September 3, 2021 4:40:32 pm
While the gestation period is important, the days, weeks, months after giving birth are crucial, too. Nutrition for new mothers, therefore, is of paramount importance. As we celebrate World Nutrition Week, Dr Aruna Muralidhar, senior consultant obstetrician and gynaecologist at Fortis La Femme Hospital, Richmond Road, Bangalore explains that for a new mom, nutrition has a direct bearing on their baby’s health. “What you eat determines the nutrition you pass on to your breastfeeding baby. The breast milk that you produce is complete nutrition for the growing baby.”
She suggests some important dietary recommendations for women who have given birth, even if they are not breastfeeding. Read on.
* Having regular meals
Regular timing of meals is important. There are mothers who tend to have irregular eating hours which then increases ketosis and calorie deficit. A breastfeeding mother needs at least 2100 kcal per day. They need at least 400-500 kcal more than a normal non-breastfeeding woman.
* A balanced diet, especially at this stage
The smart plate method of meal planning is a plate with one-third of greens and vegetables, one-third protein, and one-third of carbohydrates. A variety of vegetables and fruits with different colours provide different types of vitamins and minerals. This not only improves the quality of breast milk but also reduces the possibility of the baby becoming a fussy eater later. Whole grains such as brown rice, cereals, pasta, chapatis are all important to provide calories for the mother. Lean protein is important. These include pulses, lentils(dal), beans, eggs, fish, and other meat. Healthy fats such as ghee, olive oil, nuts, avocado, and fish oil in oily fish.
* Are a vegetarian?
A vegan or vegetarian diet is fine if there is balanced nutrition. Vitamin B12, vitamin D, omega-3 fatty acids, and calcium supplements may be required.
* Remember galactagogues
Certain foods have the property of improving breast milk supply. They include green leafy vegetables especially fenugreek, garlic, etc.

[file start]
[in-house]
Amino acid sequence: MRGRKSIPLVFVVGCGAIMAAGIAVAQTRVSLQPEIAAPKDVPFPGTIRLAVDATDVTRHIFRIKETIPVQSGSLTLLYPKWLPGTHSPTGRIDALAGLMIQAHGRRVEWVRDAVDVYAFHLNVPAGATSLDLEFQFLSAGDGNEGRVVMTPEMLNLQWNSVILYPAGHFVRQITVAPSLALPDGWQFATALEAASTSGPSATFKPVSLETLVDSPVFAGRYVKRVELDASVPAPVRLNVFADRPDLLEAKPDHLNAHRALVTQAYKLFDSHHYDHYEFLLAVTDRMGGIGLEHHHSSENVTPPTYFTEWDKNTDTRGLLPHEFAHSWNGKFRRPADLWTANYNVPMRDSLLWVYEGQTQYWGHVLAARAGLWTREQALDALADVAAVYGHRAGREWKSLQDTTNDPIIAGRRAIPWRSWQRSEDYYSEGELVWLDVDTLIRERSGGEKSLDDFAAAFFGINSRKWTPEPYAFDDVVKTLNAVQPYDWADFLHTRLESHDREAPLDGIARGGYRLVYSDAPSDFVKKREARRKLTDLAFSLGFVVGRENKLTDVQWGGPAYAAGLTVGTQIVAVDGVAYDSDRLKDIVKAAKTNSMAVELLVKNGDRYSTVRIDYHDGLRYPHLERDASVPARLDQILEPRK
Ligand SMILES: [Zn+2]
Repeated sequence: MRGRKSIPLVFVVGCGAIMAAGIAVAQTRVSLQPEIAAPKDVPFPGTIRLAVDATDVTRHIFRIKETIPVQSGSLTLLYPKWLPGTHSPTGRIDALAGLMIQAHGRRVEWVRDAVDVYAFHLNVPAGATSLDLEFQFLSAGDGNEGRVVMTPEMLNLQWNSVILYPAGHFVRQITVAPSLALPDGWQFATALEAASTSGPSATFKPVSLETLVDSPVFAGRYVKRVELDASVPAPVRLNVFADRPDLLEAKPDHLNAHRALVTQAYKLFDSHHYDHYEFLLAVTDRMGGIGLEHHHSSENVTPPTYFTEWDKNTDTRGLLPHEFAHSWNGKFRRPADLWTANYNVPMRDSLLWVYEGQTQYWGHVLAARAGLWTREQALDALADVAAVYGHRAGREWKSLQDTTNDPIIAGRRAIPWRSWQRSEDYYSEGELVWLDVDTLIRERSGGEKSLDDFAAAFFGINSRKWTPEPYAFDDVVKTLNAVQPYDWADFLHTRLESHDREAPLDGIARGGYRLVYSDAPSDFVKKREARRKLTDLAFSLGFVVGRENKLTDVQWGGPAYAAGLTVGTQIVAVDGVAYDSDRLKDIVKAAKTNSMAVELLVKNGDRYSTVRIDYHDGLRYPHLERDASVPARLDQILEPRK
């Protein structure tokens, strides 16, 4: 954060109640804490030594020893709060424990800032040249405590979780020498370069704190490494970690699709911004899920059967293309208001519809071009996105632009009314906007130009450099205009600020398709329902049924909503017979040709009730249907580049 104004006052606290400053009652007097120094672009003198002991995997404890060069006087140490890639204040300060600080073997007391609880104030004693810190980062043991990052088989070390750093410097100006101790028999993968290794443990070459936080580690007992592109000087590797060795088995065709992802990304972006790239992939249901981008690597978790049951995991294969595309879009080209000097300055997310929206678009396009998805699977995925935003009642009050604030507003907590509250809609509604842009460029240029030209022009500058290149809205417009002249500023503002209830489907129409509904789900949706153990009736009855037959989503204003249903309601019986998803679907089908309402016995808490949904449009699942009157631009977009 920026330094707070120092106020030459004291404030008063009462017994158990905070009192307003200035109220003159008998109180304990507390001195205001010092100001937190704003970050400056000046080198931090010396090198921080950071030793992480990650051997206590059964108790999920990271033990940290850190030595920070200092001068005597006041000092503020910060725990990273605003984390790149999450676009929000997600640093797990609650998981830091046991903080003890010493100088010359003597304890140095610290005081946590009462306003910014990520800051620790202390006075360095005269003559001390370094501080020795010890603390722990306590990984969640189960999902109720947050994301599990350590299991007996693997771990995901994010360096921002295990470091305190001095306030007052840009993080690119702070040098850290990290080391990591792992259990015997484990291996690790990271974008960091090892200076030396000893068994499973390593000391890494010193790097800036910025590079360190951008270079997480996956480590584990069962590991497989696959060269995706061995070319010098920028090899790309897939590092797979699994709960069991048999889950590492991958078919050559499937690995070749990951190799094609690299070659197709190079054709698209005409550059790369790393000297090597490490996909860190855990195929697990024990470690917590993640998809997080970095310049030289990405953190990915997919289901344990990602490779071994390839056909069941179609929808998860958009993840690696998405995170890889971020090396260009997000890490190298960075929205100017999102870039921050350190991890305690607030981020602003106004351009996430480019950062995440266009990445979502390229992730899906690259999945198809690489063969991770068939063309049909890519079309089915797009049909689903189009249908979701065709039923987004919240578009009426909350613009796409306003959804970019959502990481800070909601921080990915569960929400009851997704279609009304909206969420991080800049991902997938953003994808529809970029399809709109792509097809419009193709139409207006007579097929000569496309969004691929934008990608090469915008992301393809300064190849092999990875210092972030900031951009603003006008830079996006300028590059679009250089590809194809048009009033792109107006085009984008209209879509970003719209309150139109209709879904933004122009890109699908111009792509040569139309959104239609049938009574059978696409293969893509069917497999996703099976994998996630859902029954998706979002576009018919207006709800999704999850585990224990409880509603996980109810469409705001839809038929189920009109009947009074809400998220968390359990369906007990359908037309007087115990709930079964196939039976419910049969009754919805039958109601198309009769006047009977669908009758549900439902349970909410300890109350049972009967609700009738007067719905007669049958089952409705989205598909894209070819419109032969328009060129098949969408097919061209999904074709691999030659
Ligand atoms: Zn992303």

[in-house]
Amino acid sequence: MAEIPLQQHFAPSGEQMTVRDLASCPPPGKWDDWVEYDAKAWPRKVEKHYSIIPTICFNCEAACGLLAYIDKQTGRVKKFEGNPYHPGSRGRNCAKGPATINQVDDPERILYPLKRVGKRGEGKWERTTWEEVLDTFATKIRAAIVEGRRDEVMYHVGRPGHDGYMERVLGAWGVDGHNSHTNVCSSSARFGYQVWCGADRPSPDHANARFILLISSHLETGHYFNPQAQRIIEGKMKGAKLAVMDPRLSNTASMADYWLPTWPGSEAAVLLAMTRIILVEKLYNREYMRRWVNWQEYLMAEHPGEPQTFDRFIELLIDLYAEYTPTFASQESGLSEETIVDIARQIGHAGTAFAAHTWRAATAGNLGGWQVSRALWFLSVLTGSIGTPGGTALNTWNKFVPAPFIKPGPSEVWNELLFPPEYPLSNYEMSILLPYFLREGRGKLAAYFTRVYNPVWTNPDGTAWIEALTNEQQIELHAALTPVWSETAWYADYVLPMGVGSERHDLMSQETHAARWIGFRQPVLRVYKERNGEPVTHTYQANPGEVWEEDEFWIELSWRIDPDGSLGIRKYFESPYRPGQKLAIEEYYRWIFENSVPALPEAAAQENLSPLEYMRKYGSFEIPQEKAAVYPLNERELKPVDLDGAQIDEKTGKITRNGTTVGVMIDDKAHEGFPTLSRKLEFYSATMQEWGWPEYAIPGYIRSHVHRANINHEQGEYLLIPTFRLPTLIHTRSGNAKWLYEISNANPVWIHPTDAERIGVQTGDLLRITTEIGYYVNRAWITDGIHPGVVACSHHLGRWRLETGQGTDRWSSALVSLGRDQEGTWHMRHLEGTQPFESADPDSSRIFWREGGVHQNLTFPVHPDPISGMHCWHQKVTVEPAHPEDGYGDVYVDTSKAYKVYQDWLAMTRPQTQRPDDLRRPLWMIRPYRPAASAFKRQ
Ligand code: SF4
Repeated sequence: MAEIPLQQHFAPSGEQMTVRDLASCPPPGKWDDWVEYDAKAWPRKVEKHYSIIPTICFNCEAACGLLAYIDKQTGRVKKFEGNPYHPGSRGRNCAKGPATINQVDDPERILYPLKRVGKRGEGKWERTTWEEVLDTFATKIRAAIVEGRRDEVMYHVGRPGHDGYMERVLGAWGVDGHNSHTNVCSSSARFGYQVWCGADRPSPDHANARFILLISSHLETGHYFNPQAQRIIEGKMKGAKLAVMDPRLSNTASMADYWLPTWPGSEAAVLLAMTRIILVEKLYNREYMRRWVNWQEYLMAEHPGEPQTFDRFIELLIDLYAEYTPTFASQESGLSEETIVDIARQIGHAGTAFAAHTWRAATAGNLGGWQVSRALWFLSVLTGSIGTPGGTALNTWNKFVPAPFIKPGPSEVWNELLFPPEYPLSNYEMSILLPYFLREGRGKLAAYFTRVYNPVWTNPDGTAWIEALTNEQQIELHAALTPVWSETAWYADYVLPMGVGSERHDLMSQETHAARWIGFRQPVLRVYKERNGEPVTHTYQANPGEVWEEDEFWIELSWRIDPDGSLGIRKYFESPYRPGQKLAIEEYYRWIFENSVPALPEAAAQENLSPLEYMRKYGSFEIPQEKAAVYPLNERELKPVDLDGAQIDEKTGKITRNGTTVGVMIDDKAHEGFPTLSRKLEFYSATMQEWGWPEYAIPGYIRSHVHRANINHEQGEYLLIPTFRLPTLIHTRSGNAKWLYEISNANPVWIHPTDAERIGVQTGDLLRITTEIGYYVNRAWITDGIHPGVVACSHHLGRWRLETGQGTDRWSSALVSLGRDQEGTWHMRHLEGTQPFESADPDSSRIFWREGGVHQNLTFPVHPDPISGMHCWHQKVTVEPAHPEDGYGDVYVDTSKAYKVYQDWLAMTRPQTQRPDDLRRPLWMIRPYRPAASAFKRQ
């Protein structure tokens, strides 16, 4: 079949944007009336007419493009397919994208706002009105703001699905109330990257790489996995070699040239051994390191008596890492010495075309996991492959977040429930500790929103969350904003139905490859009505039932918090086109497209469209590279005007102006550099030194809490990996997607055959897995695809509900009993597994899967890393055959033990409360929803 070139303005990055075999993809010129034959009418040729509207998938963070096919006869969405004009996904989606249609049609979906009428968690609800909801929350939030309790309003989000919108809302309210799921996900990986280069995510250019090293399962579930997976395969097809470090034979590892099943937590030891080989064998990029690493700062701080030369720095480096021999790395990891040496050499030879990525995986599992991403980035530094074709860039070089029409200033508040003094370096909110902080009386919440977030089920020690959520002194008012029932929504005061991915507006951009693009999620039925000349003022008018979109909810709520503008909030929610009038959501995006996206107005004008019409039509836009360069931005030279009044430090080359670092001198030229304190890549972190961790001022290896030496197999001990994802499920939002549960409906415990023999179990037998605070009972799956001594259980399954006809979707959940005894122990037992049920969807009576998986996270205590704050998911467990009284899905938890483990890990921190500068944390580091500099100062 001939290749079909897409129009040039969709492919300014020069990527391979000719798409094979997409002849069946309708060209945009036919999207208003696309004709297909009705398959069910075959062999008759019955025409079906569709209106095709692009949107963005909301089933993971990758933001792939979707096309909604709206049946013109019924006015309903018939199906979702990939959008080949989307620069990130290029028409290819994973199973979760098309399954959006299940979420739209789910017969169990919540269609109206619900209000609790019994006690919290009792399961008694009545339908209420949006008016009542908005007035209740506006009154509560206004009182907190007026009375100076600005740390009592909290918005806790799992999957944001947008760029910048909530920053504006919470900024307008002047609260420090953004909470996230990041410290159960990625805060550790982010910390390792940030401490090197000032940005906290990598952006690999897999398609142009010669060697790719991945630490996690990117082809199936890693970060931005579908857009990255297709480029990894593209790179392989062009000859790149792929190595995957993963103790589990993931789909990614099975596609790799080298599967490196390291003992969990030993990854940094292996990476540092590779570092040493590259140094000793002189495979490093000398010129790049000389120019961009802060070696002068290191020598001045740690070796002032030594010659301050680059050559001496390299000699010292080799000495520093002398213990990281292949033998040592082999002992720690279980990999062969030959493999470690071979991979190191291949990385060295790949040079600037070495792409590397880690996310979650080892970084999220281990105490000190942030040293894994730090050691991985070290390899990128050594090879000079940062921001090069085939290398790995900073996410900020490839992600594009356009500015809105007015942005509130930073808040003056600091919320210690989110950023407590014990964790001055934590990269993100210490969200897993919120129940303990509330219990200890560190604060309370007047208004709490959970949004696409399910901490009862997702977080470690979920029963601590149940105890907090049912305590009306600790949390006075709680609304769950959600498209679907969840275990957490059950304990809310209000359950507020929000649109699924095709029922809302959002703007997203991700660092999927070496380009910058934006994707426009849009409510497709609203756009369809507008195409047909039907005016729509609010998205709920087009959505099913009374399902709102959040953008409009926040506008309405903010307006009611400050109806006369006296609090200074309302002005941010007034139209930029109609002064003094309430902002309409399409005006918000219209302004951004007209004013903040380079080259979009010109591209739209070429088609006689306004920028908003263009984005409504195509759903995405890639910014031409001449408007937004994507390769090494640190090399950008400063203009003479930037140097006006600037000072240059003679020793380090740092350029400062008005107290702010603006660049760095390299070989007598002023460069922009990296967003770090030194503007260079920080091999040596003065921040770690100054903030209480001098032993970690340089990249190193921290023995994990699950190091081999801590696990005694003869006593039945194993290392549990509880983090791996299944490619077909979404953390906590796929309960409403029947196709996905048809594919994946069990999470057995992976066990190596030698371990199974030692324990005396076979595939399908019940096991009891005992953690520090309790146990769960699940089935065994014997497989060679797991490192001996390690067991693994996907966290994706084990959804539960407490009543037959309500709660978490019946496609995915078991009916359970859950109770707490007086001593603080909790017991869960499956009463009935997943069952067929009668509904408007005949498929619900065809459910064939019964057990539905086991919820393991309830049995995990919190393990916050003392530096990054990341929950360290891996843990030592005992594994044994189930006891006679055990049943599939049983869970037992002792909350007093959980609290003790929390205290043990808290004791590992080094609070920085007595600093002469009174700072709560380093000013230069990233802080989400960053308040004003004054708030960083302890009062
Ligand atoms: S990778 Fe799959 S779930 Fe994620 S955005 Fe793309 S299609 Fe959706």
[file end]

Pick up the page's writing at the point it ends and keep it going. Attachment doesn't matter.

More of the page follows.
* Dairy and fluids
A good measure of dairy products provides calcium for the nursing mother and the growing baby. Hydration in a postnatal woman not only provides a good supply of breast milk, but also improves the circulation of blood, allowing regular and easy passing of stools. At least 6-8 glasses or more of water are required per day.
* Vitamin supplements
A well-balanced diet provides most of the vitamins. Some women with restrictive diets may have a higher risk of nutritional deficiencies. Demand for certain nutrients goes up during breastfeeding. Hence, the recommended daily allowances (RDAs) of iodine, calcium, etc., are higher in postnatal women. Multivitamin supplements, vitamin D, and calcium supplements may be required.
* Avoid unscientific dietary fads
There are certain myths and superstitions prevailing in families. One common myth is that a postnatal lady should be restricted to fluids as she may gain weight. There are some cultures where postnatal women are given only a specific kind of food for a few weeks after delivery, such as dry fruit ladoos, etc.
What is to be avoided?
Caffeine in the form of coffee, colas, etc., which can pass on from the mother to the baby in small amounts. If large amounts are consumed, it may lead to sleep disturbances in the mother and irritability, poor sleep, jitteriness, in the infant. Alcohol also may cause certain untoward symptoms in the baby.
How to cook healthy while looking after the baby?
Learning to make quick, nutritious meals comes in handy. Balanced combos with greens, protein, and carbohydrates include scrambled eggs with spinach, a nice steamed lentil, rice and vegetable dish, oats porridge, wholemeal breads with salad vegetables, smoothies made of different fruits, protein, and milk, chopped fruits and veggies kept in the fridge, dry fruits, and nuts, etc.
📣 The above article is for information purposes only and is not intended to be a substitute for professional medical advice. Always seek the guidance of your doctor or other qualified health professional for any questions you may have regarding your health or a medical condition.
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